Inter-Research > MEPS > v122 > p193-204  

MEPS 122:193-204 (1995)  -  doi:10.3354/meps122193

Growth and population structure of Paracentrotus lividus (Echinodermata: Echinoidea) in two contrasting habitats

Turon X, Giribet G, López S, Palacín C

Two populations of Paracentrotus lividus (Lamarck) (Echinodermata: Echinoidea) from the Northwestern Mediterranean were compared to ascertain the plasticity and adaptive value of certain biological parameters. These populations were found in habitats which differed in terms of stability of environmental parameters and availability of food. The density was higher and more fluctuating in the unstable community. Sigmoidal growth functions were fitted from plate ring analysis, and reflected a higher growth rate in the stable community, resulting in higher mean diameters at equal age. The maximal growth rate was attained in the unstable community at an earlier age than in the stable one. Size-frequency analyses reflected drastic month-to-month changes in population structure in the unstable community, in which the smaller size classes were almost absent. In contrast, at the stable site the distribution was much more uniform through time, and featured a polymodal shape consistent with the development of several annual cohorts. The smaller size classes were the most abundant. It is suggested that different dynamics underlie both populations, the one at the unstable site being driven primarily by episodic storms, which cause high mortalities but carry new individuals to the site. The stable community relies instead on an annual settlement and features a lower and more predictable mortality which allows for the development of a well-structured population.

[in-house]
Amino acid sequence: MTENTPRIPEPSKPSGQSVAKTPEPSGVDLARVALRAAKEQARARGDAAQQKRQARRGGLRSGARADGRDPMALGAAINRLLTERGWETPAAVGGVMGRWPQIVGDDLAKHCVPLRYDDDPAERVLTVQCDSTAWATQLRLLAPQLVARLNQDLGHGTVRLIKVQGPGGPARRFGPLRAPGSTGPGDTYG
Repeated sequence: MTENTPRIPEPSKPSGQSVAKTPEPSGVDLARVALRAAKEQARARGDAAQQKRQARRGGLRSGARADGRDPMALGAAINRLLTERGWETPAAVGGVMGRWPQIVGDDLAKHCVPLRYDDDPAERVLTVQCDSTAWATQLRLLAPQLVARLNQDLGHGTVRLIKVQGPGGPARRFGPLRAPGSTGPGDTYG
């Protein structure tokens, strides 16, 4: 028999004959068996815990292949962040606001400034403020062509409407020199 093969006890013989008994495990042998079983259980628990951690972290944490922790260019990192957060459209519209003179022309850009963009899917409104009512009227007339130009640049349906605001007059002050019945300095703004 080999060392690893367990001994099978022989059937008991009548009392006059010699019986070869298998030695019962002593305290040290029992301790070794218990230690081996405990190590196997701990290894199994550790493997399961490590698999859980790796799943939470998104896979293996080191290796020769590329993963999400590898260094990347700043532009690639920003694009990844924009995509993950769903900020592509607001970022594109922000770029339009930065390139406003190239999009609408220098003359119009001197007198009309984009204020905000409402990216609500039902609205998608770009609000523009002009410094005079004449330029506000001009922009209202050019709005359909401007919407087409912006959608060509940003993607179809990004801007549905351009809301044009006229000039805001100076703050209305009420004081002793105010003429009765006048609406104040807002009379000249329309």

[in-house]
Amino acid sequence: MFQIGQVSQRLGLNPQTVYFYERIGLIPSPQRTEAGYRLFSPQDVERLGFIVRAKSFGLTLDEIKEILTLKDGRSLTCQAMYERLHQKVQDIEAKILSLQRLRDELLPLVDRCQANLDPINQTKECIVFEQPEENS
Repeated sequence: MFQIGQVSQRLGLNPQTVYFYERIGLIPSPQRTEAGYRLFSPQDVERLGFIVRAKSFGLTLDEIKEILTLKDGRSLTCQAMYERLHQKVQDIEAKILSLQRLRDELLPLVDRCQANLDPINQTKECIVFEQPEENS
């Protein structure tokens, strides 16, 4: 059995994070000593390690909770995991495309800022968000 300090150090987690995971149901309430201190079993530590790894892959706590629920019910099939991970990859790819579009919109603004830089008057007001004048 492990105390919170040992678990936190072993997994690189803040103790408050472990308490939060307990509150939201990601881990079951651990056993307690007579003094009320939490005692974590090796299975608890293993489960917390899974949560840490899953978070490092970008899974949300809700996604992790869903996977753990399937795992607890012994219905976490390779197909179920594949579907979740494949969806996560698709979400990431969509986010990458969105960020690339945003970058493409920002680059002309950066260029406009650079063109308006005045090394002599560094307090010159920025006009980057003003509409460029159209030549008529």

Population dynamics · Growth · Gompertz function · Echinoidea · Paracentrotus

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